Wide open f-stops are probably one of my most favorite tools to help accomplish this goal. Shooting wide open blurs the background and allows the viewer’s eye to focus completely on the subject. Large f-stops like f/2.8 are extremely helpful. Yes, they are expensive, but I find them irreplaceable in my wildlife photography. Another tool is the placement of the subject. We all know that backgrounds can literally ruin a photograph. So working with a clean background is very helpful. Setting the subject against a clear blue sky is golden! Or how about using the contrast of goldenrod or queen anne’s lace in a field to place your subject? Of course we do not literally place our subjects, but paying attention to the background can make a subject stand out loud and proud!

What tools do you use to separate your wildlife subjects from their habitat?

Lens Fixed!

I have the Nikon 2.8/f 70-200mm lens and I love it. However, in the past year or so I’ve been having problems with it. The autofocusing mechanism wasn’t working correctly. It worked sometimes but then it wouldn’t–and as you can suspect, it always quit working at the absolute worst time!

The problem was when trying to focus on an object that was near infinity. I found myself using the override focusing ring way too often. In fact, it felt almost like I was using a manual focusing lens. This was okay for some subjects, but elk, deer, and baseball players were often out of focus. I was not a happy photographer!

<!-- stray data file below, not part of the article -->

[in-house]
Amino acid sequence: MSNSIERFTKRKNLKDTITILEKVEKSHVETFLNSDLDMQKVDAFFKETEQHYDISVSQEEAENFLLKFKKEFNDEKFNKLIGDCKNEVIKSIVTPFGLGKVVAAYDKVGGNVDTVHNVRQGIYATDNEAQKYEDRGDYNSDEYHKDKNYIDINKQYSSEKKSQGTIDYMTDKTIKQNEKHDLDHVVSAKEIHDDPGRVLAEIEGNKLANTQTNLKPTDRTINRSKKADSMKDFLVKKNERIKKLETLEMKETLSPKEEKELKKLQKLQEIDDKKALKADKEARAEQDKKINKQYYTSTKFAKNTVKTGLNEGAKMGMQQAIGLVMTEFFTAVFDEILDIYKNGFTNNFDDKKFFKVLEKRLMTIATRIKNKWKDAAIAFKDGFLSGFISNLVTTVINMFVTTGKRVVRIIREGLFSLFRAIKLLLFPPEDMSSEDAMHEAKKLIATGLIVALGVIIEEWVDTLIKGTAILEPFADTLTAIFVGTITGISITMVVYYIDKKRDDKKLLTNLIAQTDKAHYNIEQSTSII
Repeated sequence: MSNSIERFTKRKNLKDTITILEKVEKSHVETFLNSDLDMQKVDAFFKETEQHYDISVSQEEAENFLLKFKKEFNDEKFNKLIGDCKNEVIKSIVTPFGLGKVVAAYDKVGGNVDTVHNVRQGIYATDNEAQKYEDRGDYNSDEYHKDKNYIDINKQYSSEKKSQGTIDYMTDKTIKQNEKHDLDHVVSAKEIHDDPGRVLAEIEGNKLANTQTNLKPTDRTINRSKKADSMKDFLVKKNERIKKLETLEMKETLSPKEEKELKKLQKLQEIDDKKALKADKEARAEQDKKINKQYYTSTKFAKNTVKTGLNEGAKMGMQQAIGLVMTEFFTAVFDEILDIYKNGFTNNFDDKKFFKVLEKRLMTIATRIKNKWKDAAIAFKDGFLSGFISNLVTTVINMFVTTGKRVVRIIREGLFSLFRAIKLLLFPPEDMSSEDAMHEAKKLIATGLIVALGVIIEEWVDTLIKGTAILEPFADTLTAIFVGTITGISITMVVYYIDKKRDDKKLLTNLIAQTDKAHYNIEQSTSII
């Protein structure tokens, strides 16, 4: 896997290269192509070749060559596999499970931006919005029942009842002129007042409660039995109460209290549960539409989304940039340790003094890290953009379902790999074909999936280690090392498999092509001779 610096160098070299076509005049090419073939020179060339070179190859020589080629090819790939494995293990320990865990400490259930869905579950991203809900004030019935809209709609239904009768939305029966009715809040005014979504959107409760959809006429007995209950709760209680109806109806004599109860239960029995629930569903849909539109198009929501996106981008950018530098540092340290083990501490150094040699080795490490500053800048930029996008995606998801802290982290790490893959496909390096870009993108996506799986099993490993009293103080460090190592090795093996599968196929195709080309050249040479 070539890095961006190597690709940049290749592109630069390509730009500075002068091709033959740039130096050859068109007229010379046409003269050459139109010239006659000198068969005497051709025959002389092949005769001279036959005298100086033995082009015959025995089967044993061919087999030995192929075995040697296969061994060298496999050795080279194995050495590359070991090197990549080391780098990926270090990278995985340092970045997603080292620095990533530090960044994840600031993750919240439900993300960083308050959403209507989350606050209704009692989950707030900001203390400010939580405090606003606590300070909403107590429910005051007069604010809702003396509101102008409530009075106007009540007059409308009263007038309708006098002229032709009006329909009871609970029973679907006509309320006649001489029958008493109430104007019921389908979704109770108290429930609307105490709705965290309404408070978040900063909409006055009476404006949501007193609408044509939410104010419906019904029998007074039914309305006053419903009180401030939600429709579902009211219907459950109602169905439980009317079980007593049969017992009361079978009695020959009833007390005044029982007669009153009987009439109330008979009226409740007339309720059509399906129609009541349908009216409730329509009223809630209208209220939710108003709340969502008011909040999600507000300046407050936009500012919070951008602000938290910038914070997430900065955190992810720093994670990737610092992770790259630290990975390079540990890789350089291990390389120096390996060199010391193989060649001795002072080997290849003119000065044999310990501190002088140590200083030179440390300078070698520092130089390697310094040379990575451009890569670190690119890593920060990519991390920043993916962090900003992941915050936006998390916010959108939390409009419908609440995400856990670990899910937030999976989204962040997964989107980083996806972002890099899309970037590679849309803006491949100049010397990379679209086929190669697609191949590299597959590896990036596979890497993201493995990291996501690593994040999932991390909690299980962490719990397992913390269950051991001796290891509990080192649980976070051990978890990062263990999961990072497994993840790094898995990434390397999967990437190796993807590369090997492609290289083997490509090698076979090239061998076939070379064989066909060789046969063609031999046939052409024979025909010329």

Part of my dilemma was when to send out the lens for repair. It was under warranty, but I need this lens most of the year. Sports, wedding, nature photography and photo trips all require the ability to have my favorite lens within reach or on my camera body. I finally decided to send it out after my trip to the mountains over the New Year holiday.

The process was very simple. I first consulted the Nikon website to read all the directions and made sure to follow the directions. I sent it out, insuring the package and waited. I was told by others that it could often take well over six weeks to get a repaired lens back. This worried me but I bit the bullet and sent the lens out. Happily, I could see the progress Nikon was making with my lens online. This was very helpful and kept my fears at bay. I could see that my lens arrived to their facility in New York. Then it was being examined. Once the problem was located, I was informed that they were waiting for parts. Finally, it was in for the actual repair and then it was it shipped back to me. The whole process took less than a month.